Indiana’s state government has triggered a nationwide controversy by approving a law that critics say is aimed at allowing discrimination against gays and lesbians. The controversy stems from divergent notions of religious freedom in America. VOA's Jerome Socolovsky reports.
Video

Video Report: State of Black America a 'Tale of Two Nations'

The National Urban League has described this year's "State of Black America" report as a "tale of two nations." The group's annual report, released earlier this month (March), found that under an equality index African Americans had only 72% parity compared to whites in areas such as education, economics, health, social justice and civic engagement. It’s a gap that educators and students at Brooklyn’s Medgar Evers College are looking to close. VOA's Daniela Schrier reports from the school.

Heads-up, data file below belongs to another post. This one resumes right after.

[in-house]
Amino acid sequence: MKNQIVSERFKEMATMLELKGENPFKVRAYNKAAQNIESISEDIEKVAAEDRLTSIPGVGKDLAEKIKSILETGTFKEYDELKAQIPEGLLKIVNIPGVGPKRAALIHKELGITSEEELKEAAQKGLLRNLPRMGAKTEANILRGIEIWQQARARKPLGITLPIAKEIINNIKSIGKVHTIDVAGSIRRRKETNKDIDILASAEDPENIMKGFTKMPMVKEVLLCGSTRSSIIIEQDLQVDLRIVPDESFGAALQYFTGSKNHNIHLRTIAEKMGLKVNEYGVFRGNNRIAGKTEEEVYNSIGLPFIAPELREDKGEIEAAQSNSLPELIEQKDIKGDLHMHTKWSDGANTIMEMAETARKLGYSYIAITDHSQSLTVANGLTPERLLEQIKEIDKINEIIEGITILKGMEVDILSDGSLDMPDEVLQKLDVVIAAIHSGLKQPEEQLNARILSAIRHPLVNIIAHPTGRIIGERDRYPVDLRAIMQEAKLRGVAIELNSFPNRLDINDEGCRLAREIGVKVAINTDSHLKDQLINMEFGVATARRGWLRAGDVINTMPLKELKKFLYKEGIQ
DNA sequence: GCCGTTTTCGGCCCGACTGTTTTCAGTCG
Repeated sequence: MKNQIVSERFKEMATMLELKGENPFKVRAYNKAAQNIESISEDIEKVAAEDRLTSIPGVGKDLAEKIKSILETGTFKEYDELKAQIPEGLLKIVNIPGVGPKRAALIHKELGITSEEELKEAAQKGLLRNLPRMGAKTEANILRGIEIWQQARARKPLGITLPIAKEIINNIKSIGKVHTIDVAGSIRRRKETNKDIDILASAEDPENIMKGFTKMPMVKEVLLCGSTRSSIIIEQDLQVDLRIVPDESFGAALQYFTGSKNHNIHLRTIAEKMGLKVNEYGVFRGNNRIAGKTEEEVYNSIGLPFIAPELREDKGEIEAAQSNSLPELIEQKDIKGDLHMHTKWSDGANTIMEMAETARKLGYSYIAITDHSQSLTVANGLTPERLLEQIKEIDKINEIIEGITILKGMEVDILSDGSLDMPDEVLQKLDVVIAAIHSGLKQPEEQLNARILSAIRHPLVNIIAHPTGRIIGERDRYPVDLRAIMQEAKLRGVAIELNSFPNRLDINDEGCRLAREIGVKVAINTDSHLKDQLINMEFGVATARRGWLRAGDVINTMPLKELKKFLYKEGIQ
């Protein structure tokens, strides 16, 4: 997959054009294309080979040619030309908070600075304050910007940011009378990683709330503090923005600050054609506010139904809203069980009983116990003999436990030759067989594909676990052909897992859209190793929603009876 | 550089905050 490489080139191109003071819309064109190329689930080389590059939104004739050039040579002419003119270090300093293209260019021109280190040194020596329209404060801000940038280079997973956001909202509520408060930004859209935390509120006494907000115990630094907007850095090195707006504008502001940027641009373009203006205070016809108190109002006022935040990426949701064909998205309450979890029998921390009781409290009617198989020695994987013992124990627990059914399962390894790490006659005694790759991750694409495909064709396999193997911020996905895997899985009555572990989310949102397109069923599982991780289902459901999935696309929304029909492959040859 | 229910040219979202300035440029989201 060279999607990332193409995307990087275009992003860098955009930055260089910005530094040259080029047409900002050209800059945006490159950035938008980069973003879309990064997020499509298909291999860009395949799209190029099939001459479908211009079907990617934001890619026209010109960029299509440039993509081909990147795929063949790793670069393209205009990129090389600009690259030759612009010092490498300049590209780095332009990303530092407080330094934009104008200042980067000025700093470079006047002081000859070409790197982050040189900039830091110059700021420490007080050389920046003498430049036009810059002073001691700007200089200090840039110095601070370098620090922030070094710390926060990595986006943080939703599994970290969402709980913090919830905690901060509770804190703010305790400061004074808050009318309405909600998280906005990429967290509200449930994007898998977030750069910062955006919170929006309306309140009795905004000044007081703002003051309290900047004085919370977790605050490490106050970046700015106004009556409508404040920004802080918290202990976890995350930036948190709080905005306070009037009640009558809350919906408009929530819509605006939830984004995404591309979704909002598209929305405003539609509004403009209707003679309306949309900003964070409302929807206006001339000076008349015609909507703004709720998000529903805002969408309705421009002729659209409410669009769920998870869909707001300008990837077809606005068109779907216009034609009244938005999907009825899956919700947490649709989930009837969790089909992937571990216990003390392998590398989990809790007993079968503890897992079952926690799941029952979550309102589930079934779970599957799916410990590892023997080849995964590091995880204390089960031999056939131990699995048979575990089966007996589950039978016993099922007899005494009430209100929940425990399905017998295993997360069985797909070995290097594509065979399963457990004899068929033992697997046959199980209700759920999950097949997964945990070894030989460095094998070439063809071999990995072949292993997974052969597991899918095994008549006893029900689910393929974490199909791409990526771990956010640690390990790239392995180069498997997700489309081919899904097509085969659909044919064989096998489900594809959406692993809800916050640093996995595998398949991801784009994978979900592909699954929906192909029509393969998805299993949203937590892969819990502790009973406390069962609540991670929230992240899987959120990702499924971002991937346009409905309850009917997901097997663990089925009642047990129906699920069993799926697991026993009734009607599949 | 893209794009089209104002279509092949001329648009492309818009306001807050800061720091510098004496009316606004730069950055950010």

Video

Video Film Tells Story of Musicians in Mali Threatened by Jihadists

At this year's annual South by Southwest film and music festival in Austin, Texas, some musicians from Mali were on hand to promote a film about how their lives were upturned by jihadists who destroyed ancient treasures in the city of Timbuktu and prohibited anyone from playing music under threat of death. As VOA’s Greg Flakus reports from Austin, some are afraid to return to their hometowns even though the jihadists are no longer in control there.
Video

Video Ebola Vaccine Trials Underway in West Africa